We want to give employment and to employ all those we can afford to employ, and I think it is a very irritating grievance that we should be called upon to pay a tax, no matter how small it may be. I suggest that it might be the other way, and that there might be a remission of Income Tax to employers for every man they employed, but I suppose that that would be too much to suggest. Therefore I beg to call the serious attention of this House to the question. I think it would be a good thing to have an expression of opinion from this House and I therefore move: "That in these times of acute unemployment it is contrary to the public interest to maintain the principle of penalising those able to give employment to men-servants." I also wish to ask the Government if they can give any information as to the amount of revenue which is obtained from this particular tax.

Moved to resolve, That in these times of acute unemployment it is contrary to the public interest to maintain the principle of penalising those able to give employment to men-servants.—(The Earl of Denbigh.)


My Lords, the noble Earl has introduced this Motion in an interesting speech, and what he has said will no doubt receive a considerable measure of approval and support from your Lordships. Nevertheless I do not think that a close examination of the problem will show his arguments to be so well-founded as to justify the Government in yielding to his request and abolishing, in one way or another, this duty. I propose, with your Lordships' permission, to analyse the position, so that we may get what I think is the real perspective of the matter. First, I would reply to the question as to the yield of the duty in the last three years. In the twelve months ending March 31, 1928, the yield was £140,588. For the next year, ending March, 1929, it was £141,429, and for the third year, ending March, 1930, it was £142,318. Your Lordships will mark that the yield of the duty is rising, slowly no doubt but still rising, and if I may give another figure that point will be even more clearly established. If I go back one more year, to the twelve months ending March, 1927, the yield of the duty was then £133,366. Therefore, you will observe that in the four years the proceeds of the licence duty have increased by about £9,000. I think it follows from that that it is a little difficult to establish the position that the duty is an onerous burden or a deterrent to employment, because the yield is actually increasing.

I observe that in The Times this morning there was a leader, and the writer of that leader, in inveighing against this duty, after describing in technical terms the male servant, says this:— To-day the families that can afford luxuries of this high-sounding order are a vanishing quantity. It is a little difficult to reconcile that with the fact that the proceeds of the duty are actually increasing, and I think I shall be able in some subsequent figures also to do something to combat the observations of The Times leader writer. In spite of the surmises indulged in by various persons, and of the letters to The Times, the broad fact emerges that despite high taxation the number of male servants is increasing. Let me continue the analysis a little further. The tax or duty is 15s. per male servant, and I submit that that is hardly sufficient, save in a few cases, to be a deterrent to employment. It may be an irritant, but not a deterrent. I dare say it is a slight irritant, but all taxation is irritating, and if the Chancellor of the Exchequer is to abolish taxes or duties merely because they irritate he would very soon find himself left with no revenue at all.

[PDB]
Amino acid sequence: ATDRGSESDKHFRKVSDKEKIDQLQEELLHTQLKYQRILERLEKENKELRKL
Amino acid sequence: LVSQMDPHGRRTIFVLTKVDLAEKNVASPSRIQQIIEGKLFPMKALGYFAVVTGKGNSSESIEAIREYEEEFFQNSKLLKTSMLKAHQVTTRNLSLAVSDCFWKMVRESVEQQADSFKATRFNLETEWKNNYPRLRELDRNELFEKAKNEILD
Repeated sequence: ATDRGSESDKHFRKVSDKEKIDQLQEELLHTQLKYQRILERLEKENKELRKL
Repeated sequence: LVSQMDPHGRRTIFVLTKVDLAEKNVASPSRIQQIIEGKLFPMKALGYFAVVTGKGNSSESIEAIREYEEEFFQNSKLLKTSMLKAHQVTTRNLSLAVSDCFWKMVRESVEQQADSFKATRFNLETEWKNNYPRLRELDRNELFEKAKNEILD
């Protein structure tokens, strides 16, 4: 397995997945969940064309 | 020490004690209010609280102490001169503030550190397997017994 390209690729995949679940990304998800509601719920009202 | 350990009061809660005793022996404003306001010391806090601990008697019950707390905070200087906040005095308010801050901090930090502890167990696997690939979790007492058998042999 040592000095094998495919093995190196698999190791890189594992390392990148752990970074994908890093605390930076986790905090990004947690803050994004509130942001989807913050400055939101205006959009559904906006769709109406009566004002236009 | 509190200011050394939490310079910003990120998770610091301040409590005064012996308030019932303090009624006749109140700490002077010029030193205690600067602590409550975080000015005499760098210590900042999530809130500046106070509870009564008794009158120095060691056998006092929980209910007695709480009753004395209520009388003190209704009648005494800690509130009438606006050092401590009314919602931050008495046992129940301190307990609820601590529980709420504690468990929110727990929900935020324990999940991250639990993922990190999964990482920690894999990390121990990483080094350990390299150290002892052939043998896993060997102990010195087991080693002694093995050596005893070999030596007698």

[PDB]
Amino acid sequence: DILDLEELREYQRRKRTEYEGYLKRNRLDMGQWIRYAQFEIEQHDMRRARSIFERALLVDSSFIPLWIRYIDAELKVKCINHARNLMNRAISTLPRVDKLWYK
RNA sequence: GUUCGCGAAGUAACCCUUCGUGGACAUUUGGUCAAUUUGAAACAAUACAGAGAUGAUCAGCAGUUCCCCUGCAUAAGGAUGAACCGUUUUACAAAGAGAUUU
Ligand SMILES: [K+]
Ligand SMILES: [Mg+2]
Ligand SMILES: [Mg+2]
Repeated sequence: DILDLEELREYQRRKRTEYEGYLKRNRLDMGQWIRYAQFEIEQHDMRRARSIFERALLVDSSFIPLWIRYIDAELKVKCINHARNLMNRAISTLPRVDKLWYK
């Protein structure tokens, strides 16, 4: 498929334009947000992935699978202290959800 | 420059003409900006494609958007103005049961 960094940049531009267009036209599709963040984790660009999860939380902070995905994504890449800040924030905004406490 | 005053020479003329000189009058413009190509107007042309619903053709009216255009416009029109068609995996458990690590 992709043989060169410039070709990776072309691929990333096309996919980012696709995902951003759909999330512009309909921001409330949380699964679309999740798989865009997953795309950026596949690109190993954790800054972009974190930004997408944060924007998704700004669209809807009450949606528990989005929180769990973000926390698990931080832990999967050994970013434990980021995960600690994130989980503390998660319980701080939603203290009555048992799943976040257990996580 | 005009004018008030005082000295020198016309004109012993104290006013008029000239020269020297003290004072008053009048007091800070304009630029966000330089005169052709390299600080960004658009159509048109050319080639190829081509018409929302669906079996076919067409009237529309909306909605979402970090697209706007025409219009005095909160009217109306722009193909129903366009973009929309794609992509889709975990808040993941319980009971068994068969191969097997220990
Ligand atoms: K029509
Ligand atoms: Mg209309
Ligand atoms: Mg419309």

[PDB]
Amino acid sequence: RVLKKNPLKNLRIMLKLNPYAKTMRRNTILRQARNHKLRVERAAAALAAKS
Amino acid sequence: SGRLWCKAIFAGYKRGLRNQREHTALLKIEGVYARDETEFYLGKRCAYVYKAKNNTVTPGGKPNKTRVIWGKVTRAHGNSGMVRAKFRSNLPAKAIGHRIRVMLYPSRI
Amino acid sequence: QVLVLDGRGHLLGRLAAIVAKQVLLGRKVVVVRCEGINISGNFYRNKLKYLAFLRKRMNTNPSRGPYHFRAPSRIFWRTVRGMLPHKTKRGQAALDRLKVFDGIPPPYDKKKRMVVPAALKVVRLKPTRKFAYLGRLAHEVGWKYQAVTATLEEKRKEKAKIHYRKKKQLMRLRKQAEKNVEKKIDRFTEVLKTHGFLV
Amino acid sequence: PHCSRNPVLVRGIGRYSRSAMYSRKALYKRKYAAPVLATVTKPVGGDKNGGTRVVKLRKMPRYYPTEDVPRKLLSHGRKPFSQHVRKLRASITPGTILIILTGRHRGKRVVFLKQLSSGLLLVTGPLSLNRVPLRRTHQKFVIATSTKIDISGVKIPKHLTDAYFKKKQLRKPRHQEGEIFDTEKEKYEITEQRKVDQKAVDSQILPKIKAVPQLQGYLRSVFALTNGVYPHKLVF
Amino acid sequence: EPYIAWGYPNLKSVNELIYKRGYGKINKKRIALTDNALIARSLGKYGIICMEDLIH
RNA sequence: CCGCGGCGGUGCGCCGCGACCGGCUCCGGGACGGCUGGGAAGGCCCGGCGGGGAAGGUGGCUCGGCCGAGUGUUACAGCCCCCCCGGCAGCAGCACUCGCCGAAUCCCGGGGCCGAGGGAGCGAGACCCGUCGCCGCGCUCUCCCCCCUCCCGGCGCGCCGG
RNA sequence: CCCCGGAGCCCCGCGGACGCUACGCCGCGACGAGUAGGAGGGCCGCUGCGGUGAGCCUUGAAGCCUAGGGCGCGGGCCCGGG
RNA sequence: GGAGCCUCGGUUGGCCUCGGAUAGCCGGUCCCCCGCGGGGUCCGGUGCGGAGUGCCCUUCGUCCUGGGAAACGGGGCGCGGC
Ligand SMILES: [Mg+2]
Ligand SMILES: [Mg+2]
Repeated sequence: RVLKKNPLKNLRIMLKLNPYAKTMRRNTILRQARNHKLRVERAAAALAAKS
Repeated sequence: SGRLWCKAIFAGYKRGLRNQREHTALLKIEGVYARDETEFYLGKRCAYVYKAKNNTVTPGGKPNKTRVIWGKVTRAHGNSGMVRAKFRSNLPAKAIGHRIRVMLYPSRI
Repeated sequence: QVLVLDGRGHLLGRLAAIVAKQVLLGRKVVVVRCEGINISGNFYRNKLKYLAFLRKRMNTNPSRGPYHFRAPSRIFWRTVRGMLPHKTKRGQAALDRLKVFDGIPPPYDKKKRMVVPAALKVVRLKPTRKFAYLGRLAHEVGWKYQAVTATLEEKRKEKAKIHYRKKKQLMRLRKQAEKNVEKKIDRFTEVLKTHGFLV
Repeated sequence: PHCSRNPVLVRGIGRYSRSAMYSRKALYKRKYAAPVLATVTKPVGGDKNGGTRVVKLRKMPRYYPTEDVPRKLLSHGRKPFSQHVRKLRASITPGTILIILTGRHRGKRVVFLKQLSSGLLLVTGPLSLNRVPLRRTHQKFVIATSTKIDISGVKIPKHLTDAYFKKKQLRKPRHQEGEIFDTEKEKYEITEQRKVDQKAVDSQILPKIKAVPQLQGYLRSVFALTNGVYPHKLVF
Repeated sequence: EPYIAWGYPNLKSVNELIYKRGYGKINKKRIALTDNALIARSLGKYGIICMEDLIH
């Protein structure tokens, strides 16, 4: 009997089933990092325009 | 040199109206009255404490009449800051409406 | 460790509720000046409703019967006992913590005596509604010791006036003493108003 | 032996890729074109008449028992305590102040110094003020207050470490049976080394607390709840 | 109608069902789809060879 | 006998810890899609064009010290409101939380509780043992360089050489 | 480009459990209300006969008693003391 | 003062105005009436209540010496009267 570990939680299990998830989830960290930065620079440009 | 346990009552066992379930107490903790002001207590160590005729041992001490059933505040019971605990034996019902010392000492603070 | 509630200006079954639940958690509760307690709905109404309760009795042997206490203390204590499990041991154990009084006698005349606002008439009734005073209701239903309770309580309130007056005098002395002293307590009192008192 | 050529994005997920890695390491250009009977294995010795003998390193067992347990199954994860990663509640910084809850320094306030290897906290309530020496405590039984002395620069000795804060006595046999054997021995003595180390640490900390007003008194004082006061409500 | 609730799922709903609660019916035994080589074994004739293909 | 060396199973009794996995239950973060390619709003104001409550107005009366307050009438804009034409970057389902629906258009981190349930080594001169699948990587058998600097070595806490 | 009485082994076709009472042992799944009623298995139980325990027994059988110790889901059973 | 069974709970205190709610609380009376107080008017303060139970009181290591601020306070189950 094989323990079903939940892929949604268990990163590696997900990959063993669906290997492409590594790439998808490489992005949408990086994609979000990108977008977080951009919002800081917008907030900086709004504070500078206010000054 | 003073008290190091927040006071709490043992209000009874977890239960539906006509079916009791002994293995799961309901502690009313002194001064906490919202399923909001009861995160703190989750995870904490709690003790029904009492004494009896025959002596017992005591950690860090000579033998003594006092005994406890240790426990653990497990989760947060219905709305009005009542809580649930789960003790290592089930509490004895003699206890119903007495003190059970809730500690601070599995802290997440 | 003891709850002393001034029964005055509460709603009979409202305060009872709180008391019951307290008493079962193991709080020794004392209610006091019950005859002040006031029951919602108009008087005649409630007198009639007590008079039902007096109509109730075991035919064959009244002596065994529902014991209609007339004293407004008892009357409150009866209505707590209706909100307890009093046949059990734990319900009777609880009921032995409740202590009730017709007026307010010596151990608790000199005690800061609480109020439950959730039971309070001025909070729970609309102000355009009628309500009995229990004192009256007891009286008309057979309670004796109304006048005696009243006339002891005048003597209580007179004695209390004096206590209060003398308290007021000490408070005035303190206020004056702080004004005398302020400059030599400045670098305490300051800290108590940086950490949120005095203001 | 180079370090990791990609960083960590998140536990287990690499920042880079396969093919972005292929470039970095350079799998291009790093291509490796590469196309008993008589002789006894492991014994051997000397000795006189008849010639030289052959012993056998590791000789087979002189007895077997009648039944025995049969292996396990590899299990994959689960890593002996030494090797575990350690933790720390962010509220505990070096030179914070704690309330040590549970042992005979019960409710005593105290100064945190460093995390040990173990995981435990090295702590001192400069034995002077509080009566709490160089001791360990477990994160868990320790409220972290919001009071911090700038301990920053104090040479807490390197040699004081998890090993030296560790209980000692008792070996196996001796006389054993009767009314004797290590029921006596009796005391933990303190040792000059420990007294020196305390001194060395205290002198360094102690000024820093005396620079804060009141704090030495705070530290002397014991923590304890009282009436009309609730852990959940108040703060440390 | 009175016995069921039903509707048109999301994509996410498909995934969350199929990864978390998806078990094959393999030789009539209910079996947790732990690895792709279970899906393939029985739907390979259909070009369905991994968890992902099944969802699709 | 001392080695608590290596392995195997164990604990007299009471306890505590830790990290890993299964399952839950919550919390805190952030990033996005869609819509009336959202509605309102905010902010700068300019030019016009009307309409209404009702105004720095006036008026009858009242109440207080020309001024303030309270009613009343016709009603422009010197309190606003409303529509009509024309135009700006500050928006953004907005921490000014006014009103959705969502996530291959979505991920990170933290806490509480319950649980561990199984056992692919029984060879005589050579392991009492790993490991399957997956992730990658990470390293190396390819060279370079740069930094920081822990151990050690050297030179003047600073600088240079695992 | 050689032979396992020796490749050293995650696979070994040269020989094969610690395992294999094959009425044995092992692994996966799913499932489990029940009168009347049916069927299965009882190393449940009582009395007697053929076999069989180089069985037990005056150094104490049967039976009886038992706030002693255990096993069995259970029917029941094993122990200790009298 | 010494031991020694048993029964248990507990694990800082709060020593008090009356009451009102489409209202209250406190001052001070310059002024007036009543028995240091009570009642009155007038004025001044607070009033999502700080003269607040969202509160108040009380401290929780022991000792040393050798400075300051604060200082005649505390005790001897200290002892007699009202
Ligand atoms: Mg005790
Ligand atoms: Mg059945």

What is the operating idea in the suggestion that this duty really deters those who would otherwise do so from engaging male servants of one kind or another? I think it will be agreed that in the main—not entirely—the very vast majority of these male servants are employed by those in the Super-Tax class. The latest figures show that there are 95,592 Super-Tax payers in the country, that is, those with £2,000 a year and upwards—mostly upwards. They have between them an income of £531,000,000. It is true that they have to pay taxes—Super-Tax, Income Tax, and of course the ordinary indirect taxation, and also there are the Death Duties. I will throw them all in in the calculation that I am going to make, and make an estimate of what they cost over the average; and the average net income of the Super-Tax payers, after they have paid all their taxes, including an allowance for Death Duties is about £60 a week each. I repeat that these 95,592 persons, when all their taxes have been paid, have an income left of somewhere about £60 a week each.